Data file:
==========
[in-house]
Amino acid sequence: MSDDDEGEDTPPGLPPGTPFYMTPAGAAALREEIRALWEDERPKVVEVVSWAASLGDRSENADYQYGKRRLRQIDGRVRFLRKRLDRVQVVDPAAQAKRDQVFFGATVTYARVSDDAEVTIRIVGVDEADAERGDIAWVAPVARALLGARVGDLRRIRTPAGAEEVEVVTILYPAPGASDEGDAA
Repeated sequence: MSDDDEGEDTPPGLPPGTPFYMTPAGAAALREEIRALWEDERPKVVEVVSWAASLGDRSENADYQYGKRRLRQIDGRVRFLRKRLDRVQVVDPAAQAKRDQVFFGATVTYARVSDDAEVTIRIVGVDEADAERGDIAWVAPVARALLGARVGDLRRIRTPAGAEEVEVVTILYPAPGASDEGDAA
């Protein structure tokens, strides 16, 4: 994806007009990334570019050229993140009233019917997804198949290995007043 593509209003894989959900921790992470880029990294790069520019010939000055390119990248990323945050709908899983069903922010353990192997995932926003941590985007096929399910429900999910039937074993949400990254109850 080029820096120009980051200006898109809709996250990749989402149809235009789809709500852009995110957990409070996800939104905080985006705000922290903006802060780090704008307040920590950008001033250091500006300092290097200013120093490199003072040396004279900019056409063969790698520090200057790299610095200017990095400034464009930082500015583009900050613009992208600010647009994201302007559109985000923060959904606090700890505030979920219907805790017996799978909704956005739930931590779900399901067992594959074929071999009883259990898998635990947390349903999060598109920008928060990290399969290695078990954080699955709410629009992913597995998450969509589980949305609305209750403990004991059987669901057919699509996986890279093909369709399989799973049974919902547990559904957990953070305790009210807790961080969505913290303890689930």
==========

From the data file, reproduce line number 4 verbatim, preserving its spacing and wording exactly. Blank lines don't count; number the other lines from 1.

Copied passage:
């Protein structure tokens, strides 16, 4: 994806007009990334570019050229993140009233019917997804198949290995007043 593509209003894989959900921790992470880029990294790069520019010939000055390119990248990323945050709908899983069903922010353990192997995932926003941590985007096929399910429900999910039937074993949400990254109850 080029820096120009980051200006898109809709996250990749989402149809235009789809709500852009995110957990409070996800939104905080985006705000922290903006802060780090704008307040920590950008001033250091500006300092290097200013120093490199003072040396004279900019056409063969790698520090200057790299610095200017990095400034464009930082500015583009900050613009992208600010647009994201302007559109985000923060959904606090700890505030979920219907805790017996799978909704956005739930931590779900399901067992594959074929071999009883259990898998635990947390349903999060598109920008928060990290399969290695078990954080699955709410629009992913597995998450969509589980949305609305209750403990004991059987669901057919699509996986890279093909369709399989799973049974919902547990559904957990953070305790009210807790961080969505913290303890689930």